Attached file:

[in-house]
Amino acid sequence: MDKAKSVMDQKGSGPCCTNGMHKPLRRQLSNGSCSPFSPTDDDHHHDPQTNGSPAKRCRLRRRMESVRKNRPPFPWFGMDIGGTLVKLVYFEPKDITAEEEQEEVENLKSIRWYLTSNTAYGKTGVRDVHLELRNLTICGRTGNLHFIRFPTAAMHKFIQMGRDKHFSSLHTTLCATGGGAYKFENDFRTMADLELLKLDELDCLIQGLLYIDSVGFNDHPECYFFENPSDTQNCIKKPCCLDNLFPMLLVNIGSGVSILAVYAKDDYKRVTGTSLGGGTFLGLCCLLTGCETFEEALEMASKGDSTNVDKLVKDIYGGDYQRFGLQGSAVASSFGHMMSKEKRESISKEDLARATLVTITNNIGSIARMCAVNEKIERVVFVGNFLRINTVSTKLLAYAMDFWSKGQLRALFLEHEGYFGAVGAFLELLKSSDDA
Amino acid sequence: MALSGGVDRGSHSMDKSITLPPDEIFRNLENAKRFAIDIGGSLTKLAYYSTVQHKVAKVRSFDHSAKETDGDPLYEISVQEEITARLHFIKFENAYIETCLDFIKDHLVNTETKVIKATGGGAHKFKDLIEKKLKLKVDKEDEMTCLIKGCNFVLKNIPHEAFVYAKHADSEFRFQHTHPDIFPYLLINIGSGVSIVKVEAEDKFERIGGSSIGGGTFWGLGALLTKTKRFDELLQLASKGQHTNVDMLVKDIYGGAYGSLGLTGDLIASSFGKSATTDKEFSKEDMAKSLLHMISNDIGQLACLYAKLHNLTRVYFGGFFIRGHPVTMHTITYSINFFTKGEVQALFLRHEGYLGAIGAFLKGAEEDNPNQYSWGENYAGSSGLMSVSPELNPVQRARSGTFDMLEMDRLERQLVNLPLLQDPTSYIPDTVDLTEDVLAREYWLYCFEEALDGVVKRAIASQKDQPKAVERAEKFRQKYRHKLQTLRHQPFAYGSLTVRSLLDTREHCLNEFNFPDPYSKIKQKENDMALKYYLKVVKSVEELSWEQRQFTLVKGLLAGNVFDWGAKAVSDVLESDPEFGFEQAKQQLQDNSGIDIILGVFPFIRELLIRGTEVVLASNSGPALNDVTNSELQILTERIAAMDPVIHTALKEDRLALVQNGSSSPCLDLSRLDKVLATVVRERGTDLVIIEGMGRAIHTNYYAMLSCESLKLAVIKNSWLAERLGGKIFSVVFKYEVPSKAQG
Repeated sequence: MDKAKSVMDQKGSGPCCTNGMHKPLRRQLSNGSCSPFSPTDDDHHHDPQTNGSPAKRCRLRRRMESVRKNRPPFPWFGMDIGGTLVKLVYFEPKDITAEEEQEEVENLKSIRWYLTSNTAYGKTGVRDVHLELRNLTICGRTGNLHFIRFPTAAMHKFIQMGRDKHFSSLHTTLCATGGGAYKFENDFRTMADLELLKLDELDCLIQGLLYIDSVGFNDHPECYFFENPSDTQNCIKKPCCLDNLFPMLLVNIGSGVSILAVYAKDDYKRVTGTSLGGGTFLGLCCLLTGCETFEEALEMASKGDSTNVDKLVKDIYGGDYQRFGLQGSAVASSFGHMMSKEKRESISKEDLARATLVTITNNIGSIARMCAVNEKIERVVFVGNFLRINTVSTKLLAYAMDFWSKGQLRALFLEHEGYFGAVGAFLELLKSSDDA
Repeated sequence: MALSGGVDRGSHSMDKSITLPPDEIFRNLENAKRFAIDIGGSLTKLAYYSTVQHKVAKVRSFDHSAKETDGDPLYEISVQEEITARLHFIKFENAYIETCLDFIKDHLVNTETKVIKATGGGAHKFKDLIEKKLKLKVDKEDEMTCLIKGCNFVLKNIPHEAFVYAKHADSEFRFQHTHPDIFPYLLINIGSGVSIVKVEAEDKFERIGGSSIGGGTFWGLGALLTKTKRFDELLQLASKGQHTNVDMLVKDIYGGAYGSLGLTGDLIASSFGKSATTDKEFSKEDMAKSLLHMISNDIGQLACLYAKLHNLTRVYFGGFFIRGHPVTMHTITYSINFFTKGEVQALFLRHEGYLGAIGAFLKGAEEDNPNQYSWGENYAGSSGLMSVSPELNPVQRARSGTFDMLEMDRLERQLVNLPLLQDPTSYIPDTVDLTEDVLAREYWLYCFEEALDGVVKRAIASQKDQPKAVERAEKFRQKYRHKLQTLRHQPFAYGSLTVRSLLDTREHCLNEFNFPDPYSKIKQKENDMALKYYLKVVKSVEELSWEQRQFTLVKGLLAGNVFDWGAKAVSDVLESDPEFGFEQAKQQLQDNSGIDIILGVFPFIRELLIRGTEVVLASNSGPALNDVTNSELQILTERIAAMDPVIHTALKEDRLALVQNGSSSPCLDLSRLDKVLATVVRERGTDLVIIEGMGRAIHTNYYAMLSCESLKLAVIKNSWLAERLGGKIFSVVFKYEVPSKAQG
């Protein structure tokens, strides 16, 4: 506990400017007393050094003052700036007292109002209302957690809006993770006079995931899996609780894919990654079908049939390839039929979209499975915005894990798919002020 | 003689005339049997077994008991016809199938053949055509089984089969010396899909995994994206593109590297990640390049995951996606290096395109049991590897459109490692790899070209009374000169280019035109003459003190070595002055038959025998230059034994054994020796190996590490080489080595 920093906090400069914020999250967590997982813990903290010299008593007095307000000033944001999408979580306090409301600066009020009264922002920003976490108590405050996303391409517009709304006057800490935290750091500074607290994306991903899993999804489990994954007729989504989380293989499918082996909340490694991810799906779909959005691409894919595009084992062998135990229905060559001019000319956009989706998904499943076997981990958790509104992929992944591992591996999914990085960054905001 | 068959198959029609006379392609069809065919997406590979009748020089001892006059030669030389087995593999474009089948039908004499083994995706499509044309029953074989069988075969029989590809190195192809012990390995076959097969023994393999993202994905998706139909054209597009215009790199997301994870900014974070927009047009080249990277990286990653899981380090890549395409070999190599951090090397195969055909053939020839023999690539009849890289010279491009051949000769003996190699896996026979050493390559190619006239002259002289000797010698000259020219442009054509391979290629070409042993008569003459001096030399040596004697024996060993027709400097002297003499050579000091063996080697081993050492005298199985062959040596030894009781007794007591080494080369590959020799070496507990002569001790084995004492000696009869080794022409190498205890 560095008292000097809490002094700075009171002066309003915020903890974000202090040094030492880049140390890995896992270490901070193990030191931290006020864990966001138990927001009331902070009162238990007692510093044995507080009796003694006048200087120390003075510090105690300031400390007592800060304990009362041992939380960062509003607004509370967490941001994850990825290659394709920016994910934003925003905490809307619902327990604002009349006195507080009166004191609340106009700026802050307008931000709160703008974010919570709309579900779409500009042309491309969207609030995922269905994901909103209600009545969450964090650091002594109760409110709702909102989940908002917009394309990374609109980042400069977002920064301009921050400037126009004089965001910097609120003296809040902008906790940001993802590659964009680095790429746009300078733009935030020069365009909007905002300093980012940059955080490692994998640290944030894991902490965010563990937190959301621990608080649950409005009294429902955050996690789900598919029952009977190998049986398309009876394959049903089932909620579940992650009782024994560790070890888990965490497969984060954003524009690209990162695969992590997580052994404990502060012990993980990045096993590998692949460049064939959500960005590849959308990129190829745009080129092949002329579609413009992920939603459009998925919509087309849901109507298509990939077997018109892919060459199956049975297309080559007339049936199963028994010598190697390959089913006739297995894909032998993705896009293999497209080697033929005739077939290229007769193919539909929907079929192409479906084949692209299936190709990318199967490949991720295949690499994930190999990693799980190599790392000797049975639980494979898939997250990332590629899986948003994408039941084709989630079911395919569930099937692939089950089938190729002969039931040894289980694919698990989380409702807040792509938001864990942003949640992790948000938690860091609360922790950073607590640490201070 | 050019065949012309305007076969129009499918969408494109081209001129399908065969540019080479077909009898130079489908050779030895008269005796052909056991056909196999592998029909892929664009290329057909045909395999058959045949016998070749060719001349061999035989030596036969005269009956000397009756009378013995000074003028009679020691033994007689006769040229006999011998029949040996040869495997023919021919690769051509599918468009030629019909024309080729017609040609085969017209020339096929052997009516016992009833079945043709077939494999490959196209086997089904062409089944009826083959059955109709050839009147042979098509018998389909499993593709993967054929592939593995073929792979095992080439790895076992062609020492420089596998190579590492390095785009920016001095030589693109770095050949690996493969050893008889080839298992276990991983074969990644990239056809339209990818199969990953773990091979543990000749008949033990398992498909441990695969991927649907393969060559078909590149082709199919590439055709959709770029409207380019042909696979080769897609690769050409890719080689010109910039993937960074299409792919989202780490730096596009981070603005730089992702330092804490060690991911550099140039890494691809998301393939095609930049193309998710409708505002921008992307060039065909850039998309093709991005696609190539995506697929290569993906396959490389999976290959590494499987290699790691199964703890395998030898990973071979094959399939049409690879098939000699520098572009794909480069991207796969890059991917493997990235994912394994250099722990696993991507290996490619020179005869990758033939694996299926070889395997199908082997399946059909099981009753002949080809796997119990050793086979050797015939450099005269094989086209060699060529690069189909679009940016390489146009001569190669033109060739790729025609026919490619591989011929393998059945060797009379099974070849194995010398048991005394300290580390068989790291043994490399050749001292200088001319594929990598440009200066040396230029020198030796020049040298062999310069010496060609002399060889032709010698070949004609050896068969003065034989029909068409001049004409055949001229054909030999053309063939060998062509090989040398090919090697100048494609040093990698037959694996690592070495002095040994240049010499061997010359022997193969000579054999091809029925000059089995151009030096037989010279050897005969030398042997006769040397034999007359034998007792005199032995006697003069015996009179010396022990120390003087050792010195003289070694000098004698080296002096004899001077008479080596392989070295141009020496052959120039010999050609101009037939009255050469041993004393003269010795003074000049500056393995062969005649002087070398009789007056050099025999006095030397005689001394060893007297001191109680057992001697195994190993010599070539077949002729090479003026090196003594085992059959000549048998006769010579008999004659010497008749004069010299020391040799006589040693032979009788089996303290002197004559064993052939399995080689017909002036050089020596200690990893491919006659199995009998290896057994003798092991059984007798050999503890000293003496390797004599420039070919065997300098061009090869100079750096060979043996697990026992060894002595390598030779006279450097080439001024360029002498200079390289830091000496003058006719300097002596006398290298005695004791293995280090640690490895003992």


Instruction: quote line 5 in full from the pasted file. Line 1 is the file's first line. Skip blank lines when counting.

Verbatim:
Repeated sequence: MALSGGVDRGSHSMDKSITLPPDEIFRNLENAKRFAIDIGGSLTKLAYYSTVQHKVAKVRSFDHSAKETDGDPLYEISVQEEITARLHFIKFENAYIETCLDFIKDHLVNTETKVIKATGGGAHKFKDLIEKKLKLKVDKEDEMTCLIKGCNFVLKNIPHEAFVYAKHADSEFRFQHTHPDIFPYLLINIGSGVSIVKVEAEDKFERIGGSSIGGGTFWGLGALLTKTKRFDELLQLASKGQHTNVDMLVKDIYGGAYGSLGLTGDLIASSFGKSATTDKEFSKEDMAKSLLHMISNDIGQLACLYAKLHNLTRVYFGGFFIRGHPVTMHTITYSINFFTKGEVQALFLRHEGYLGAIGAFLKGAEEDNPNQYSWGENYAGSSGLMSVSPELNPVQRARSGTFDMLEMDRLERQLVNLPLLQDPTSYIPDTVDLTEDVLAREYWLYCFEEALDGVVKRAIASQKDQPKAVERAEKFRQKYRHKLQTLRHQPFAYGSLTVRSLLDTREHCLNEFNFPDPYSKIKQKENDMALKYYLKVVKSVEELSWEQRQFTLVKGLLAGNVFDWGAKAVSDVLESDPEFGFEQAKQQLQDNSGIDIILGVFPFIRELLIRGTEVVLASNSGPALNDVTNSELQILTERIAAMDPVIHTALKEDRLALVQNGSSSPCLDLSRLDKVLATVVRERGTDLVIIEGMGRAIHTNYYAMLSCESLKLAVIKNSWLAERLGGKIFSVVFKYEVPSKAQG